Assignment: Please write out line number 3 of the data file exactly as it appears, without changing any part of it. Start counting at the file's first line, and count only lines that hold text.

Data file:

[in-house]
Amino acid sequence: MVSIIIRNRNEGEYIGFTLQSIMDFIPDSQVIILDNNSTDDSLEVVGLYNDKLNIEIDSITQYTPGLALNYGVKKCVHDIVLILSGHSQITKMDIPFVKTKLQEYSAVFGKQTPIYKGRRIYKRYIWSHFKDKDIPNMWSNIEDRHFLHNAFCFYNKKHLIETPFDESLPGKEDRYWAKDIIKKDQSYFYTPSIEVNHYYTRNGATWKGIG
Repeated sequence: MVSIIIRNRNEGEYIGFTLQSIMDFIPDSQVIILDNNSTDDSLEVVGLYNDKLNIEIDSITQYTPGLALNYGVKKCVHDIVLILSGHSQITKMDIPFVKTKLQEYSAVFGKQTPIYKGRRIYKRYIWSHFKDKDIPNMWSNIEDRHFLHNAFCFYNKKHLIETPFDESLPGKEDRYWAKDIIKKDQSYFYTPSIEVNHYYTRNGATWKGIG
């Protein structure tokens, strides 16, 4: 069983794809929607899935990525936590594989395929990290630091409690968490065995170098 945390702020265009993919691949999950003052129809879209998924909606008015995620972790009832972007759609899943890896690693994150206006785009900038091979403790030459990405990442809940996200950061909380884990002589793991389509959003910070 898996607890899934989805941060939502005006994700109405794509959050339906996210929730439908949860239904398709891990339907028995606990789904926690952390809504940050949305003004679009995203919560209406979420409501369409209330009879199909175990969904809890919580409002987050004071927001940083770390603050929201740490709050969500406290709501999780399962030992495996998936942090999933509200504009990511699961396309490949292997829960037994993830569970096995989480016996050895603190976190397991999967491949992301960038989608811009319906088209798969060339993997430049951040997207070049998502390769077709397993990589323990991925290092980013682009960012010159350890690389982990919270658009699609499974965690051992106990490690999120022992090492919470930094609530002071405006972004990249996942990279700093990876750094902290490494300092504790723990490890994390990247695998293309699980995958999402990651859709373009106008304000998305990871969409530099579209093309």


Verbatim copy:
Repeated sequence: MVSIIIRNRNEGEYIGFTLQSIMDFIPDSQVIILDNNSTDDSLEVVGLYNDKLNIEIDSITQYTPGLALNYGVKKCVHDIVLILSGHSQITKMDIPFVKTKLQEYSAVFGKQTPIYKGRRIYKRYIWSHFKDKDIPNMWSNIEDRHFLHNAFCFYNKKHLIETPFDESLPGKEDRYWAKDIIKKDQSYFYTPSIEVNHYYTRNGATWKGIG